Fr Michael O’Reilly was born on the 13th October 1934 in the Diocese of Cork and Ross, Ireland.  He graduated with a First Class Honours degree in Electrical engineering and found employment in Britain, working in Sheffield, Manchester and Scotland.  His vocation to the priesthood came to the fore and he was accepted as a seminarian by the Bishop of Leeds.  He studied at All Hallows in Dublin and was ordained there on the 21st June 1964.

In October 1964 he resided at the Holy Name presbytery, Leeds, whilst gaining his teaching qualification.  He then, in 1965, joined the staff at St Thomas Aquinas Grammar School, teaching Mathematics.  In 1972 he left teaching on medical advice.  Teachings' loss was to be the dioceses' gain.  He joined St William's parish (Bradford), as a curate and in 1973 he was appointed Assistant Administrator of the Diocesan Rescue Society.  In 1979 he became a Parish Priest for the first time at St Brendan's (Bradford).   Moving to Our Lady of Victories, Keighley, 1984 and then to Our Lady of Good Counsel (Leeds), 1987.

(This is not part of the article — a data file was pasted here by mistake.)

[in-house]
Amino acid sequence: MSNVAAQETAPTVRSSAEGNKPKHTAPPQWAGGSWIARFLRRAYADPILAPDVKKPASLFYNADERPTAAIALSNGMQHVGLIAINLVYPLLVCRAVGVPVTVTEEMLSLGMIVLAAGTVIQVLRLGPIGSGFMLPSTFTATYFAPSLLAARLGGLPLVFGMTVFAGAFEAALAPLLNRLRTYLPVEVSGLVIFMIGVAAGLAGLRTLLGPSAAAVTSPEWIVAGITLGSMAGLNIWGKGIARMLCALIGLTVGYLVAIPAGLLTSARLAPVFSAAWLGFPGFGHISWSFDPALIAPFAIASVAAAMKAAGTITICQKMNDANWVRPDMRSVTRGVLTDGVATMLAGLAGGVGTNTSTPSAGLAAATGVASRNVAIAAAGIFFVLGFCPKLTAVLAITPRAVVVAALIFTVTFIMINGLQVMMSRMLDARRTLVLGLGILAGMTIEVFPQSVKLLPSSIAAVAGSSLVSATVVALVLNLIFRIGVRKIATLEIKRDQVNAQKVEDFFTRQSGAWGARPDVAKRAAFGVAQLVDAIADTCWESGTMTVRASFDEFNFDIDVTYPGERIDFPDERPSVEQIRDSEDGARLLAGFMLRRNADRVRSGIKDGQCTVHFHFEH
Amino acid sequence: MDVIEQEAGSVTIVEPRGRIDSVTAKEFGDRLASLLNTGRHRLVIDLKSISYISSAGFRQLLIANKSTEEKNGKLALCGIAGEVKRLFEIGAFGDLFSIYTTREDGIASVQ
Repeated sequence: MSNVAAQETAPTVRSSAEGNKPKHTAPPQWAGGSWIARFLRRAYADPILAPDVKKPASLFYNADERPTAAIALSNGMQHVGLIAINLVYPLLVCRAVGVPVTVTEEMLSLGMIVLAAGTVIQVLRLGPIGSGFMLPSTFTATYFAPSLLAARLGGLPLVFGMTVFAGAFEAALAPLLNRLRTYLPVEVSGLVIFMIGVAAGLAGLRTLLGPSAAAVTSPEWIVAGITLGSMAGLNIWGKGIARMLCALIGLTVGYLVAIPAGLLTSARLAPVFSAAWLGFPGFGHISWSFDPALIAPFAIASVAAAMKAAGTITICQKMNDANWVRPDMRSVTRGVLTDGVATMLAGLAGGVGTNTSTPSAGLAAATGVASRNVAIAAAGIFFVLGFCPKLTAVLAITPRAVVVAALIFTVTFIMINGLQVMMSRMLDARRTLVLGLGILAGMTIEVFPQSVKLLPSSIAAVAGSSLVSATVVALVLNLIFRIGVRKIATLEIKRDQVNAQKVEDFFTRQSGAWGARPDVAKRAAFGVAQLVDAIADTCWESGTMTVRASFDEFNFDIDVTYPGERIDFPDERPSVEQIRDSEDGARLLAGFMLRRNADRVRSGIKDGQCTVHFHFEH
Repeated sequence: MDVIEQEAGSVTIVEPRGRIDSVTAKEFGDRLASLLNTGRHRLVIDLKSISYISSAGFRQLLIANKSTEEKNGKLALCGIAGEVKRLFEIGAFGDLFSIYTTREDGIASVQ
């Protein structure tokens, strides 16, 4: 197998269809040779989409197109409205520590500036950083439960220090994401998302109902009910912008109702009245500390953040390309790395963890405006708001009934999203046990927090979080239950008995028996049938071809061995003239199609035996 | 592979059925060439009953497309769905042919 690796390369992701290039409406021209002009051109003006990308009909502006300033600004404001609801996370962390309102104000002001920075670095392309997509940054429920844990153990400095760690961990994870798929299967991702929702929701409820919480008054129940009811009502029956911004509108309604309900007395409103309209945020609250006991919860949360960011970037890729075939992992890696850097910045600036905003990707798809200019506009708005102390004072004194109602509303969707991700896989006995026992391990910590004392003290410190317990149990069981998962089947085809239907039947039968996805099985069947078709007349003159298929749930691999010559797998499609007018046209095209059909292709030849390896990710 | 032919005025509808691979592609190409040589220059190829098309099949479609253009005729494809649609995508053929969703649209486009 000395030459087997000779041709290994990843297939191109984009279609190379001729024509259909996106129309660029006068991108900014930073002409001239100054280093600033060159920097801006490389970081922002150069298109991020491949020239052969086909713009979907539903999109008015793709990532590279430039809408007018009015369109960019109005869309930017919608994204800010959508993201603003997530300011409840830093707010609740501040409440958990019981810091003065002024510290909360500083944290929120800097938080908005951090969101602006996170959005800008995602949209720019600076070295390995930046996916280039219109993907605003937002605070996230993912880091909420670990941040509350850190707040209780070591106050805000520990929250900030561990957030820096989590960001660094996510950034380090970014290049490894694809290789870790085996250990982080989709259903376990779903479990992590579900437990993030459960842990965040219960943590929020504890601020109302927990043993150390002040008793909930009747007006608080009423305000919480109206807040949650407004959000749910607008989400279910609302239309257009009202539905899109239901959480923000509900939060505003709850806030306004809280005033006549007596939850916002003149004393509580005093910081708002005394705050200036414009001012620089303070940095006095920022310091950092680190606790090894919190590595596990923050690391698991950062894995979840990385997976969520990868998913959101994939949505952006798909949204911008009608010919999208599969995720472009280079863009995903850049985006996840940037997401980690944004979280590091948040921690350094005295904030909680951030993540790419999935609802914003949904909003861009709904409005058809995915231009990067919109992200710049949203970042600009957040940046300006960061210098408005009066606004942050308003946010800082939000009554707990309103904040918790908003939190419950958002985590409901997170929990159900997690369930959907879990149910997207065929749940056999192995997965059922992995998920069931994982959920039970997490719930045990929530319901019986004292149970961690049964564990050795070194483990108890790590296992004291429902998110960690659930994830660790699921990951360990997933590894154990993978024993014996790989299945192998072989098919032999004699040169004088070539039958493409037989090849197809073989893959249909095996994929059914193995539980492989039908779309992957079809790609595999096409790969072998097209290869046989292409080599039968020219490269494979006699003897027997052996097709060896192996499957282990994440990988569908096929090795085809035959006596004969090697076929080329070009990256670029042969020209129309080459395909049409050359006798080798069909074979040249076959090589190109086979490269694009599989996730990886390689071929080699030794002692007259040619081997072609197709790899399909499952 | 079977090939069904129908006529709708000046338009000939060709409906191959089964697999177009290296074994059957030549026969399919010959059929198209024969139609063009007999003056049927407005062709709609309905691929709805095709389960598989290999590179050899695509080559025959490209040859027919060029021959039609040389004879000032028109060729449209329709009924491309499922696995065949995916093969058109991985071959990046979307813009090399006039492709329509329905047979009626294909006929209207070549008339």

In 1997 he was appointed Parish Priest at St Joseph's Pudsey.  He formed the Parish Council and made much emphasis on lay involvement. The re–formation of the SVP in 1998 being one of his first achievements. Followed by the establishment of a Toddler group & the 1st Youth SVP of the diocese. To mark the start of the new millennium the new porch was built, the outside bell and bell tower were refurbished. The porch acts as a children’s room during Mass, and is also home to various parish displays and meetings. During Fr O’Reilly’s time the daily exposition of the Blessed Sacrament was begun, and various embellishments were made to the Sanctuary. A new school hall was built in 1997 and the church car park was also enlarged.